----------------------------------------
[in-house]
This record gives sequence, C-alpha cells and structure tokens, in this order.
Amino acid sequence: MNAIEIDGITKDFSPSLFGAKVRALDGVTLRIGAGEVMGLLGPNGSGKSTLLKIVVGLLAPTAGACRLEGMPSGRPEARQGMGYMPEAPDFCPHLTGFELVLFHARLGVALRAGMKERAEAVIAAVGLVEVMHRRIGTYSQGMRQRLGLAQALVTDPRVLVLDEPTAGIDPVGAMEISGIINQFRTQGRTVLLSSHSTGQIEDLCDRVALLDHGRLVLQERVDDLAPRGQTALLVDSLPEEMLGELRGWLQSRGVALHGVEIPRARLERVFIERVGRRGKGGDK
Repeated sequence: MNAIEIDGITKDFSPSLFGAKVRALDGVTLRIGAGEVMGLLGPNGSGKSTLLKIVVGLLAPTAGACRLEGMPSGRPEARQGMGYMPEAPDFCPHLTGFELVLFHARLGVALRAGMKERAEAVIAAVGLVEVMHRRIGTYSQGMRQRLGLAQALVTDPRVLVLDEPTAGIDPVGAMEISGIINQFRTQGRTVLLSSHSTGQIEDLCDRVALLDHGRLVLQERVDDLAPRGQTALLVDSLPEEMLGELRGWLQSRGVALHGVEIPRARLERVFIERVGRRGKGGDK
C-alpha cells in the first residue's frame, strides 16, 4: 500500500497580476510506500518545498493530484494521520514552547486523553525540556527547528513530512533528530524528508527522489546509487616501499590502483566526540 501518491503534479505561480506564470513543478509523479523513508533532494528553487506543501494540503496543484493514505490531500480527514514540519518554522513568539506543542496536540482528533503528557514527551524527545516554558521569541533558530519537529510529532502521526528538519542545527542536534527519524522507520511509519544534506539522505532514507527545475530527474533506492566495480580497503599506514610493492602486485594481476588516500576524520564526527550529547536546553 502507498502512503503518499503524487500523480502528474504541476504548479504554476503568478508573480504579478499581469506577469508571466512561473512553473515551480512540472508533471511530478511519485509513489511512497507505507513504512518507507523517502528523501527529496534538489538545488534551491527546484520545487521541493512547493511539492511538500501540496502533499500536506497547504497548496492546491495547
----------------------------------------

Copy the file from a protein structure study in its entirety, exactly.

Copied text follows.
[in-house]
This record gives sequence, C-alpha cells and structure tokens, in this order.
Amino acid sequence: MNAIEIDGITKDFSPSLFGAKVRALDGVTLRIGAGEVMGLLGPNGSGKSTLLKIVVGLLAPTAGACRLEGMPSGRPEARQGMGYMPEAPDFCPHLTGFELVLFHARLGVALRAGMKERAEAVIAAVGLVEVMHRRIGTYSQGMRQRLGLAQALVTDPRVLVLDEPTAGIDPVGAMEISGIINQFRTQGRTVLLSSHSTGQIEDLCDRVALLDHGRLVLQERVDDLAPRGQTALLVDSLPEEMLGELRGWLQSRGVALHGVEIPRARLERVFIERVGRRGKGGDK
Repeated sequence: MNAIEIDGITKDFSPSLFGAKVRALDGVTLRIGAGEVMGLLGPNGSGKSTLLKIVVGLLAPTAGACRLEGMPSGRPEARQGMGYMPEAPDFCPHLTGFELVLFHARLGVALRAGMKERAEAVIAAVGLVEVMHRRIGTYSQGMRQRLGLAQALVTDPRVLVLDEPTAGIDPVGAMEISGIINQFRTQGRTVLLSSHSTGQIEDLCDRVALLDHGRLVLQERVDDLAPRGQTALLVDSLPEEMLGELRGWLQSRGVALHGVEIPRARLERVFIERVGRRGKGGDK
C-alpha cells in the first residue's frame, strides 16, 4: 500500500497580476510506500518545498493530484494521520514552547486523553525540556527547528513530512533528530524528508527522489546509487616501499590502483566526540 501518491503534479505561480506564470513543478509523479523513508533532494528553487506543501494540503496543484493514505490531500480527514514540519518554522513568539506543542496536540482528533503528557514527551524527545516554558521569541533558530519537529510529532502521526528538519542545527542536534527519524522507520511509519544534506539522505532514507527545475530527474533506492566495480580497503599506514610493492602486485594481476588516500576524520564526527550529547536546553 502507498502512503503518499503524487500523480502528474504541476504548479504554476503568478508573480504579478499581469506577469508571466512561473512553473515551480512540472508533471511530478511519485509513489511512497507505507513504512518507507523517502528523501527529496534538489538545488534551491527546484520545487521541493512547493511539492511538500501540496502533499500536506497547504497548496492546491495547